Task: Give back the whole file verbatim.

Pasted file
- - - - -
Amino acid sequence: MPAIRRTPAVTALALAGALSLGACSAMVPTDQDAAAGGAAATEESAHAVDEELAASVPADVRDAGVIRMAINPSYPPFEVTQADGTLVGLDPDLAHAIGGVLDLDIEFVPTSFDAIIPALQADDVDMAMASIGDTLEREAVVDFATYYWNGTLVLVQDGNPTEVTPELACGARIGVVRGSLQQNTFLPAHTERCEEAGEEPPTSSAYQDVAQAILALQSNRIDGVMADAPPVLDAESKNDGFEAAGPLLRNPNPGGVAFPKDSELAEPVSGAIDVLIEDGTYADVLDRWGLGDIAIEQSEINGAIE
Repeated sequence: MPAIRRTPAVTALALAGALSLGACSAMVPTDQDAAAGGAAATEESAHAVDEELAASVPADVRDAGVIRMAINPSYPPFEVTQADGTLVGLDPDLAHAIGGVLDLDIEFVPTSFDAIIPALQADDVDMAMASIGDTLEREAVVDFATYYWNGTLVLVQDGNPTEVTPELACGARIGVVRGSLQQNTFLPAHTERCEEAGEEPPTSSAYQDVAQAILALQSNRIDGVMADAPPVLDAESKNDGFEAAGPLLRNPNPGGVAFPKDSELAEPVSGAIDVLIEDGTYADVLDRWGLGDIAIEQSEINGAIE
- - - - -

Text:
Amino acid sequence: MPAIRRTPAVTALALAGALSLGACSAMVPTDQDAAAGGAAATEESAHAVDEELAASVPADVRDAGVIRMAINPSYPPFEVTQADGTLVGLDPDLAHAIGGVLDLDIEFVPTSFDAIIPALQADDVDMAMASIGDTLEREAVVDFATYYWNGTLVLVQDGNPTEVTPELACGARIGVVRGSLQQNTFLPAHTERCEEAGEEPPTSSAYQDVAQAILALQSNRIDGVMADAPPVLDAESKNDGFEAAGPLLRNPNPGGVAFPKDSELAEPVSGAIDVLIEDGTYADVLDRWGLGDIAIEQSEINGAIE
Repeated sequence: MPAIRRTPAVTALALAGALSLGACSAMVPTDQDAAAGGAAATEESAHAVDEELAASVPADVRDAGVIRMAINPSYPPFEVTQADGTLVGLDPDLAHAIGGVLDLDIEFVPTSFDAIIPALQADDVDMAMASIGDTLEREAVVDFATYYWNGTLVLVQDGNPTEVTPELACGARIGVVRGSLQQNTFLPAHTERCEEAGEEPPTSSAYQDVAQAILALQSNRIDGVMADAPPVLDAESKNDGFEAAGPLLRNPNPGGVAFPKDSELAEPVSGAIDVLIEDGTYADVLDRWGLGDIAIEQSEINGAIE